With a hands-on approach to winemaking and a wealth of experience here and abroad, Clive Otto has been crucial to the rise and rise of Margaret River.
When he left Vasse Felix in 2005, few would have anticipated the revitalisation of Clive Otto’s career that would occur after he joined Fraser Gallop. Otto had come West chasing the Margaret River surf after he had finished his post-graduate diploma in winemaking at Roseworthy in 1989. He put his name down to do vintage at Vasse Felix and, when Bernie Abbott left, he found himself the winemaker working under David Gregg.
Gregg was a mentor for Clive Otto, leaving an abiding impression on him of the importance of drinkability in winemaking. When he retired in 1994, Otto took over as chief winemaker. During his time at Vasse Felix, production increased dramatically and the flagship Heytesbury wines were introduced. Importantly, Otto proved himself to be an outstanding winemaker as his record in wine shows indicates. His duties eventually took him away from the coalface into promotional activities and, in 2005, he was told that he was no longer required.
Here followed a short, difficult period which he filled by taking on consultancy work and securing a barrel agency. He did the 2006 vintage at Central Otago’s Amisfield and was then offered the winemaker’s job at Fraser Gallop. The 16-hectare, dry-grown vineyard at Wilyabrup, was planted by Nigel Gallop from 1999. Otto was attracted by Gallop’s emphasis on quality, his determination to keep yields low, and the focus on single-site cabernet and chardonnay.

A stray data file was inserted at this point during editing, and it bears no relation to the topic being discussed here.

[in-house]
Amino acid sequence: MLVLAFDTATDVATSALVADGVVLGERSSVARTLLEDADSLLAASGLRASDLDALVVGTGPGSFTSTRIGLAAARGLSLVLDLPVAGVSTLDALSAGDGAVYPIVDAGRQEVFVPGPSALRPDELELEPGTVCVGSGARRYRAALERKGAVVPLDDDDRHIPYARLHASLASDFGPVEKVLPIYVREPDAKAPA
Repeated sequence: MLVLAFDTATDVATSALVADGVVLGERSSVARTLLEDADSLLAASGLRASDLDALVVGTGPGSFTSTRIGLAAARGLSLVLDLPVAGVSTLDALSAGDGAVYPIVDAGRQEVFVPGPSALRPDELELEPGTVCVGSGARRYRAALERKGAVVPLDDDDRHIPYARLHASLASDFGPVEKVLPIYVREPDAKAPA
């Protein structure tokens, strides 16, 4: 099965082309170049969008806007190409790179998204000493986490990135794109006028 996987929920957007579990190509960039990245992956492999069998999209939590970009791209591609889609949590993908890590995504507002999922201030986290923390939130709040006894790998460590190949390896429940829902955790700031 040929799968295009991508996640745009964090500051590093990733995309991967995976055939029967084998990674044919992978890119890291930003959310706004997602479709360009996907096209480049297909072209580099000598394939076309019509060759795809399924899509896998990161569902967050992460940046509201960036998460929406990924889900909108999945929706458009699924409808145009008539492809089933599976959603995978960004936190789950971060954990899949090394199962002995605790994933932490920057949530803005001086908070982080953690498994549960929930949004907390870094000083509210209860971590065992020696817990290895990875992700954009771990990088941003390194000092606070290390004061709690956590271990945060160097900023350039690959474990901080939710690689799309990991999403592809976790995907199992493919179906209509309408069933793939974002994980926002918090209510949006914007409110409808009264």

Born in Tanzania and raised in Auckland, Otto did a horticultural degree at Massey University, then worked at Matawhero. Later, Hätsch Kalberer at Fromm shared his love of European wines with Otto and he became hooked on winemaking. After three years as a horticultural rep in the kiwi fruit industry and trips to Malibu and South Africa he enrolled at Roseworthy.
What excited him most about the move to Fraser Gallop was the opportunity to become involved once more in hands-on winemaking in a situation where those working in the winery needed to interact closely with those toiling in the vineyard.
In 2006, malbec was added to the small amount of petit verdot, cabernet franc and merlot grown on the property for inclusion with the cabernet sauvignon. In 2008, semillon was planted at the urging of distributor, Garry Steele, who believed that Margaret River could produce serious, oaked semillon sauvignon blanc in the style of Bordeaux. Otto spent time during the 2009 vintage at Graves producer, Domaine de Chevalier to see at first-hand how the French tackled this white blend. The Fraser Gallop Semillon Sauvignon Blanc is bright and lively with passionfruit and tropical flavours before a crisp, zesty dry finish, while the Parterre is more restrained, complex and textural yet fresh and zingy, finishing dry and long.
The Fraser Gallop Chardonnay is in the modern style, early picked so that it is tight, lean and linear with marvellous oyster-shell complexity, savoury rather than fruity flav-ours, seamlessly integrated oak, followed by a refreshing dry finish that lingers. The Fraser Gallop Cabernet Merlot has drawn attention because of its ripe blackcurrant flavours and lush approachability. The Fraser Gallop Caber-net is a first-rate Margaret River red.
Fraser Gallop has made a bigger impact on the Margaret River wine scene than any other winery established since the region’s early days: Clive Otto has been a vital element in that success.
TEXT PETER FORRESTAL PHOTOGRAPHY FRASER GALLOP
This article is from the August/September 2011 issue of Gourmet Traveller WINE.
Related Featured Posts
Margaret River Discovery Tours
Sean Blocksidge is the owner operator of the Margaret River Discovery Company, an avid photographer, blogger and South West WA ambassador. In 2010 he won Western Australian Guide of the Year and his tours have been rated the #1 thing to do in Australia on the Tripadvisor website for the past two years.